That was in 1947, and they mainly planted corn, wheat and soybeans and raised beef cattle.

“That’s what it has been over the years,” Harrell said. “I think there was somewhere that stated that Frederick also planted apple trees.”

After Henry died in 1980, the farm went to his wife, but she left part of it to her son, Michael, in 1995.

“He followed his dad’s footsteps raising corn, wheat, soybeans and beef cattle,” Harrell said.

Michael’s mother remained in the old brick house, while he and his wife built a more modern home to the south. Michael, who is Grant and Heidi’s father, farmed the land until he died in 2009.

After Michael’s mother died, he rented the brick house for a while until the Rubins purchased it.

“They have restored and modernized the house, but it still looks much the same,” Harrell said. “They have done a lot of updating the kitchen, the bathroom, that type of thing. They are going to add, I think, a dining room and another bathroom. They have two sons and one daughter, and they just love the house.”

While Harrell didn’t live on the farm, she said she spent a lot of time there growing up.

Her and Judy’s fathers were really close, and the two cousins were 11 months apart and grew up like sisters, Harrell said.

“There’s a beautiful curved banister in that house,” she said. “When you walk in the front door, it’s right in front of you because it’s beside the stairs that go up to the two bedrooms upstairs. Judy and I, and I’m sure her brothers and probably any kid that lived in that house, had slid down that banister. Her mom wasn’t always really thrilled with having anybody slide down the banister.”

Judy and Jackie also learned to ride bicycles on the farm. Michael was behind Judy holding the bike, and Dave was behind Jackie.

“We went off through the farmyard there out toward the barn, and we were pedaling and I remember saying (to Dave) ‘Are you still there?’ I wanted to make sure he was still holding on,” Harrell said. “Then something made me turn around, and he was gone and I was pedaling. I was riding a bike, and Judy did the same thing, so that’s a wonderful memory for me and Judy that we both learned to ride a bike at the same time.”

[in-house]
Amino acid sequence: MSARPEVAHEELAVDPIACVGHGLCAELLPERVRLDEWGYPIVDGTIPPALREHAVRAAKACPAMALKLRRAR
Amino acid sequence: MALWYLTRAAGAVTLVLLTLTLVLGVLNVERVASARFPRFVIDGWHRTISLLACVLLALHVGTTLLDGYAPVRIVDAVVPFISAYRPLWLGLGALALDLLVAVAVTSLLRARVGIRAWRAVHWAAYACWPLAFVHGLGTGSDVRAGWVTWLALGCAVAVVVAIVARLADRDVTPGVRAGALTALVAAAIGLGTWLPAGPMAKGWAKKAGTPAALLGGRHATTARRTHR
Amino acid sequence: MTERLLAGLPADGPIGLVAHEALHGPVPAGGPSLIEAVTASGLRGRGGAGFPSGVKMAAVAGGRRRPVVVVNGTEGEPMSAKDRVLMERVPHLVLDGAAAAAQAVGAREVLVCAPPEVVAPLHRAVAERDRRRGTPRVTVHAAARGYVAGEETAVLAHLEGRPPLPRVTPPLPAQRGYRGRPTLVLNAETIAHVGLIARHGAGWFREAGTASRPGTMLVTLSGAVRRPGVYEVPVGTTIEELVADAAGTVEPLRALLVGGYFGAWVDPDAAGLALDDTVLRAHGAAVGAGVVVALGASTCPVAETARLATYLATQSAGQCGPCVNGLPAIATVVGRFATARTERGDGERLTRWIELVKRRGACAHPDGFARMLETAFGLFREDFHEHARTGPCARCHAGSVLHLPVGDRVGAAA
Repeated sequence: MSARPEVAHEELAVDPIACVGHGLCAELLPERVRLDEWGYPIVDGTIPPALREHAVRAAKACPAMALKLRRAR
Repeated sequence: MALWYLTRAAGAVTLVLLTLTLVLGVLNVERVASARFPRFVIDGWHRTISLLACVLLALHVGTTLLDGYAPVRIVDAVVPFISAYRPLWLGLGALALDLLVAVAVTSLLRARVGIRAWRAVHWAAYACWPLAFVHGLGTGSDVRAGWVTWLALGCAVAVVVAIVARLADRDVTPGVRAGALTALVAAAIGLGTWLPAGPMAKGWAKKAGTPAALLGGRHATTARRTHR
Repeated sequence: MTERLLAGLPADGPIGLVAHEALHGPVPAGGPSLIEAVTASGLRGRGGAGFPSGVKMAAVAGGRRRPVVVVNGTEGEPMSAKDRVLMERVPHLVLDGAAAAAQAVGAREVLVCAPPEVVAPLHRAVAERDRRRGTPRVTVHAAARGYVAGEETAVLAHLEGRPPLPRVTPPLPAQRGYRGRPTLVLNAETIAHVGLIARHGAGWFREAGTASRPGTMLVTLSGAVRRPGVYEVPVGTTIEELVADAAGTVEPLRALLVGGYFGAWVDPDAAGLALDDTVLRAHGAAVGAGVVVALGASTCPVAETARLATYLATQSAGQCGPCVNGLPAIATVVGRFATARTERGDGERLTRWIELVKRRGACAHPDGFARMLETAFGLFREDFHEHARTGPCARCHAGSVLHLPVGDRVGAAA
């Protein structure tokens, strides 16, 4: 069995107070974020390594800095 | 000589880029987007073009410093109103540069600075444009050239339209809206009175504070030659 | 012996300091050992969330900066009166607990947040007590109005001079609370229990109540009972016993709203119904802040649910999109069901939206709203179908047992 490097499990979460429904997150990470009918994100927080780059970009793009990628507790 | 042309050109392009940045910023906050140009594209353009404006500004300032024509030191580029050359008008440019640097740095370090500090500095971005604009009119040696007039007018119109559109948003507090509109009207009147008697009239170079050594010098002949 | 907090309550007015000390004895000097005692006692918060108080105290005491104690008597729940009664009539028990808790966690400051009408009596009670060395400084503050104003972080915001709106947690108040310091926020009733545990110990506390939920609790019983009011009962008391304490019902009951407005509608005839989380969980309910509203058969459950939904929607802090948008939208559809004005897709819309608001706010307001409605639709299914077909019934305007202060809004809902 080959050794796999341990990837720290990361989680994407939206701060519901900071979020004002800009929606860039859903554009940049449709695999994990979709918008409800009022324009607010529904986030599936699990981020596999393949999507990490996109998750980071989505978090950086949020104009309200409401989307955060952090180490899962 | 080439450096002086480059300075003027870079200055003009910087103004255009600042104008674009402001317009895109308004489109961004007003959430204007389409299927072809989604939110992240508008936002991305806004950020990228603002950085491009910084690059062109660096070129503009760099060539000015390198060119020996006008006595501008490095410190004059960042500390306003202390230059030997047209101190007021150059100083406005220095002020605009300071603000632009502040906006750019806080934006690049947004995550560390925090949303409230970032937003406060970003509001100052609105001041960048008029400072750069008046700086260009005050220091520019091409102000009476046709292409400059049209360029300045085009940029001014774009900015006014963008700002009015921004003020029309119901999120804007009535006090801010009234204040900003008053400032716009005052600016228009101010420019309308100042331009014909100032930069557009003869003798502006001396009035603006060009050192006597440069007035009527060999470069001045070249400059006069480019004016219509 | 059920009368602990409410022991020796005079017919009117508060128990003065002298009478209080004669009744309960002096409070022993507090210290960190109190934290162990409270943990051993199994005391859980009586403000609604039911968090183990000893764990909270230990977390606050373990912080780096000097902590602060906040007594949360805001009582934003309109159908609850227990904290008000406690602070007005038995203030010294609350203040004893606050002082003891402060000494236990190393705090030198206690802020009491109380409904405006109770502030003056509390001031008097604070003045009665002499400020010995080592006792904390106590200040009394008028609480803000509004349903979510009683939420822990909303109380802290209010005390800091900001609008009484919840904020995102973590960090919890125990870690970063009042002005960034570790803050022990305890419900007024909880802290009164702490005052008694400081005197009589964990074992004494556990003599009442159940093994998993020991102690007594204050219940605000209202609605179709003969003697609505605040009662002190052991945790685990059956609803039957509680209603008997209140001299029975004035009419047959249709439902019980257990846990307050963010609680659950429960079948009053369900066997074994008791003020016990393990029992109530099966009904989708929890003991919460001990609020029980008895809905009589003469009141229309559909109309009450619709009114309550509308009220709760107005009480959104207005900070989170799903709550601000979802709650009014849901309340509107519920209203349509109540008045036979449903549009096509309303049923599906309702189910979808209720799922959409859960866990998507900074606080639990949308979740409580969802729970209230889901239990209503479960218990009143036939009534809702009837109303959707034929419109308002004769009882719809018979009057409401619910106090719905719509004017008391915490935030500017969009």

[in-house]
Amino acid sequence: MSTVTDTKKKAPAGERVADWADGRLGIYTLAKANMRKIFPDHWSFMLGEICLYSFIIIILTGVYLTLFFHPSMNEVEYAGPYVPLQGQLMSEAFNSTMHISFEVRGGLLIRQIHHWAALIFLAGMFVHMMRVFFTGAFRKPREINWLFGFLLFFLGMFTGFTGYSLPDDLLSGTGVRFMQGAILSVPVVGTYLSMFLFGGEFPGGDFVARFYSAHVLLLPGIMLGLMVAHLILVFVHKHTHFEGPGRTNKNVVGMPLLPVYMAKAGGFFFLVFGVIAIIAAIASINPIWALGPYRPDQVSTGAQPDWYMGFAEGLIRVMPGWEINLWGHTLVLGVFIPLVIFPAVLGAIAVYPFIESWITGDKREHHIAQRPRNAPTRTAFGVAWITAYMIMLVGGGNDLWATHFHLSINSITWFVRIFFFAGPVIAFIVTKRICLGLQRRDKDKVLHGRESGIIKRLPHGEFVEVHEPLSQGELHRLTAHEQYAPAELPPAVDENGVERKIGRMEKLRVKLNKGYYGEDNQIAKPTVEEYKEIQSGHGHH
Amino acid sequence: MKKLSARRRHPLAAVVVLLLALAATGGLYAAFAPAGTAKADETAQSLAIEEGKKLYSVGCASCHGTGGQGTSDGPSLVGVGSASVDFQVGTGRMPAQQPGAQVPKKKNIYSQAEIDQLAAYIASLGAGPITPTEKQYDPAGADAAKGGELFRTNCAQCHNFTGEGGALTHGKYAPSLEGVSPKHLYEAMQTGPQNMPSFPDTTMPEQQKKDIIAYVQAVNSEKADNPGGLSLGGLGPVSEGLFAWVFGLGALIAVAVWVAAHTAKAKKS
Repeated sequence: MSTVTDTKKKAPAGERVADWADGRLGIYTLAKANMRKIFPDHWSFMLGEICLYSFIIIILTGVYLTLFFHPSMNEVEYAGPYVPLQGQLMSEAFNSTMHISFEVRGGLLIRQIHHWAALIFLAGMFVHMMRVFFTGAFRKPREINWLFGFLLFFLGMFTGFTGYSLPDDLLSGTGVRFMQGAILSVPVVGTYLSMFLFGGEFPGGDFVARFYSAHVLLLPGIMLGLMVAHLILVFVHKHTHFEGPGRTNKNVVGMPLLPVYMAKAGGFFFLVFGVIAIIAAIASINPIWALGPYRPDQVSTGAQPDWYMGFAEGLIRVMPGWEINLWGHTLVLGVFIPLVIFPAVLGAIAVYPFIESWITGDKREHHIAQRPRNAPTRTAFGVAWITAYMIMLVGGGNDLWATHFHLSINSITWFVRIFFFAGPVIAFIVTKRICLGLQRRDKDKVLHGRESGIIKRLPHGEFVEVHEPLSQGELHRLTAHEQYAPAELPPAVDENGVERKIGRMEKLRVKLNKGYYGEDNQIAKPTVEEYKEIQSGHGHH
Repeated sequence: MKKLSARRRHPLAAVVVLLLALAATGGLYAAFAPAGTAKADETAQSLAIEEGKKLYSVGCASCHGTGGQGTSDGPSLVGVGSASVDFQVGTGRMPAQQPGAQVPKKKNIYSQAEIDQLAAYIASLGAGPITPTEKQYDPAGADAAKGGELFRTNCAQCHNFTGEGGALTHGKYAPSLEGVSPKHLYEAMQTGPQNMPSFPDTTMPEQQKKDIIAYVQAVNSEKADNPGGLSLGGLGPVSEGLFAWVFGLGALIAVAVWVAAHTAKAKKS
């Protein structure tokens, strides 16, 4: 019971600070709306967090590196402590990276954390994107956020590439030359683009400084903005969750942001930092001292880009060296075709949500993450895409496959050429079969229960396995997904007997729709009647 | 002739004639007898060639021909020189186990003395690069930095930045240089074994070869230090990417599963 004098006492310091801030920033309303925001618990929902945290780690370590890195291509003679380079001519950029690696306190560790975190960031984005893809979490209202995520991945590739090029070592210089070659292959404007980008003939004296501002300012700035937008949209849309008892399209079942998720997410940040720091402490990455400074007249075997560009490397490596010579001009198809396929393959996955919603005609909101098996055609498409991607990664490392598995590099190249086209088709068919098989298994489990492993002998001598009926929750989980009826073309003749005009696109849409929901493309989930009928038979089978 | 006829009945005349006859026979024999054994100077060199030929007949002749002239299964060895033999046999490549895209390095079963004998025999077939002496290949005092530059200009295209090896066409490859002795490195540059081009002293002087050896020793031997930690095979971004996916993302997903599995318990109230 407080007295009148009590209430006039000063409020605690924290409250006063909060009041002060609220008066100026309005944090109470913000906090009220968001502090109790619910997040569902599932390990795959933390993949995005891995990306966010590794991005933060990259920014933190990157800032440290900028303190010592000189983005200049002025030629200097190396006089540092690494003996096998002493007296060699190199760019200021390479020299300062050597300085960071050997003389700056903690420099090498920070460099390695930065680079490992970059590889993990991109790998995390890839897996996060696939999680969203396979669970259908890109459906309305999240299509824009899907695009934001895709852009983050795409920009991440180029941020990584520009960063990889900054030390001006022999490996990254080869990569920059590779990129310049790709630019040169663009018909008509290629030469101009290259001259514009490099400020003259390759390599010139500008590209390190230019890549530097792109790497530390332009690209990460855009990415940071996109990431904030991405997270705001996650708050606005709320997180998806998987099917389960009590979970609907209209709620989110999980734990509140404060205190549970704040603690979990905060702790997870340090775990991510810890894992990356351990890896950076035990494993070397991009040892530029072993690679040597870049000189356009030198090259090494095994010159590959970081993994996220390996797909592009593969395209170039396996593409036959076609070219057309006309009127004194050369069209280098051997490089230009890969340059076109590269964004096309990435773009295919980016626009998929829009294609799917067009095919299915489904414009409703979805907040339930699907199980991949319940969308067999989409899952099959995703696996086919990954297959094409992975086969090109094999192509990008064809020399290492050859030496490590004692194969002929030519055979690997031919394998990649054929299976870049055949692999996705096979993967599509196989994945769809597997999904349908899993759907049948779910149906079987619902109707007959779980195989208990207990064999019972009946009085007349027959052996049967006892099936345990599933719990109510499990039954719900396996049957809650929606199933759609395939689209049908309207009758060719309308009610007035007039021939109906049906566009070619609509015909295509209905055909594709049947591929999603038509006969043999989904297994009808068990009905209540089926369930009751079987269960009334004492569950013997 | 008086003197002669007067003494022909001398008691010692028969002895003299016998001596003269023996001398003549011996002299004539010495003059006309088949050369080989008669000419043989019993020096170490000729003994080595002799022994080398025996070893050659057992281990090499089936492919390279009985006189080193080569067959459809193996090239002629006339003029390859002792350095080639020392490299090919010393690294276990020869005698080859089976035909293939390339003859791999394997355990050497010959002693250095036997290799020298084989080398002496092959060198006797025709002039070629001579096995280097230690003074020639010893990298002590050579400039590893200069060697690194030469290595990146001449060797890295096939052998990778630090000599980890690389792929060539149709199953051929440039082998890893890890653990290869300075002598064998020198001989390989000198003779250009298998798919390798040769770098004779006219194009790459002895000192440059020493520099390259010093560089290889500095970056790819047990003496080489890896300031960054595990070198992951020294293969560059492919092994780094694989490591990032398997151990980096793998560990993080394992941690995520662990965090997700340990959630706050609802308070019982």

Harrell also remembers climbing up in a hayloft in a barn, riding at least one horse, watching Judy’s dad milk cows and shelling popcorn by hand.

“In the driveway, which was always dirt and a little bit of gravel, with a stick, we would make little roads and mark off roads and we’d stack up rocks to build little houses,” Harrell said. “We grew up poor, both of us. Our families didn’t have a whole lot of money, and so we always didn’t have all of the latest toys and things like that, so we had to make do with what we had and use our imagination. I just had so many fun times out there.”

Today, Harrell said Grant rents out the farmland, and there are still cattle on the property.

“It’s just an honor to carry that on, really,” said Grant, who lives in Indianapolis.

With the help of and other internet sources, Harrell has been able to update a lot of the family’s genealogy. There are some dates and names she hasn’t been able to find, and she tells her family if any of them know the information or where to find it to let her know.

The Siefker family would be eligible for the Bicentennial Award in 26 years, so do they expect Harrell to apply for it then?

“I told Grant, I said, ‘I don’t know. You’re talking 26 years from now. I’m 72 now. I’d be 98 years old.’ He said, ‘Well, you can do it then.’ I said, ‘Well, that depends on the good Lord,’” Harrell said, laughing. “Judy said, ‘Well, I’ll be 99. I don’t think I’ll be doing anything, either,’ so I told Grant, I said, ‘Well, it’s just going to have to be you. You’re going to have to update it and fill out the application.’”